Leaving Sarah BehindGlynn Sharpe
We buried Sarah today but she'd been gone from us for years.
She was fifteen when she started experimenting with drugs. A little pot, some hash, some trouble at school, and she was gone. Days away from home became weeks, which became months, which trickled down into years. We scrambled frantically to find her but she had disappeared without a trace. But we remained hopeful.
Still, I was a bit surprised when my mother phoned to tell me that she was bringing Sarah home. Someone had found her body in a sleeping bag downtown in an alleyway.
The days leading up to the funeral felt murky. I tried to conjure up memories of Sarah but couldn't. I'd buried her so many times in my mind. The years apart had a way of making her seem unreal. Almost like she never existed. But she did, and she was gone now for good, and she wouldn't be coming back.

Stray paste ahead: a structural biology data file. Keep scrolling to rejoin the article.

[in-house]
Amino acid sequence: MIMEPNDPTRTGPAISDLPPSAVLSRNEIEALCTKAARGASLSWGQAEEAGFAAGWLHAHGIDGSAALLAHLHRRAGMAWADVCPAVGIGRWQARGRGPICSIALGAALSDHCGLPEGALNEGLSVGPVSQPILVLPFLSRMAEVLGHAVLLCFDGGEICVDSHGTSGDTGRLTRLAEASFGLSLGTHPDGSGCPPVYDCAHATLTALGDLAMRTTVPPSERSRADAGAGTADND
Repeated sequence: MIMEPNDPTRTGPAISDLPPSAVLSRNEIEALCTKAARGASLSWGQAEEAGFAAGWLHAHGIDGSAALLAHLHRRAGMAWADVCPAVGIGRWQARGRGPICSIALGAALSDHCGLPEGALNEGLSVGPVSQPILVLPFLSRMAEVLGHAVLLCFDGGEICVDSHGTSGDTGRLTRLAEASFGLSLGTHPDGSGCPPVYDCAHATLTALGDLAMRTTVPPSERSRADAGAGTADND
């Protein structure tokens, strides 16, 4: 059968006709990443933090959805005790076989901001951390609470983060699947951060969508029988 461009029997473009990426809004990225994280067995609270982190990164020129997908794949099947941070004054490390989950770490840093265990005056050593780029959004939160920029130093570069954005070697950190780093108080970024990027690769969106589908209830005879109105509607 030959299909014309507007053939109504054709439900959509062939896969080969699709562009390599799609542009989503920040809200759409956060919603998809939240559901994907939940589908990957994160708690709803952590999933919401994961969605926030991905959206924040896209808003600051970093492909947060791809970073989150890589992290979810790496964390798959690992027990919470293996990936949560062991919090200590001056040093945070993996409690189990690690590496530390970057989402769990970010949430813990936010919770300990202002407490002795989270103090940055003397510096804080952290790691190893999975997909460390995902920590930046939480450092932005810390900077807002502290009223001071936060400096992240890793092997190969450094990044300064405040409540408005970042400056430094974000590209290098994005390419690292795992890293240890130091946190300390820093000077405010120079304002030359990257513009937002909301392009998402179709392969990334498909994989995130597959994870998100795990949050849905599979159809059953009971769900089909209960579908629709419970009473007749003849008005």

Mom and dad insisted on an open casket. Sarah's face looked bloated beyond recognition. Her skin, despite the make up, was red and blotchy.
We carried her casket up a small hill to where she was to be interred in a Mausoleum.
I was the last to leave. I started my car and looked up the hill to the Mausoleum for the last time and saw the casket sitting there. Sarah was alone again. I turned the car off and trudged up the hill to be with the sister I loved so much that it made me numb inside.
Copyright ©2001 Glynn Sharpe. All Rights Reserved.
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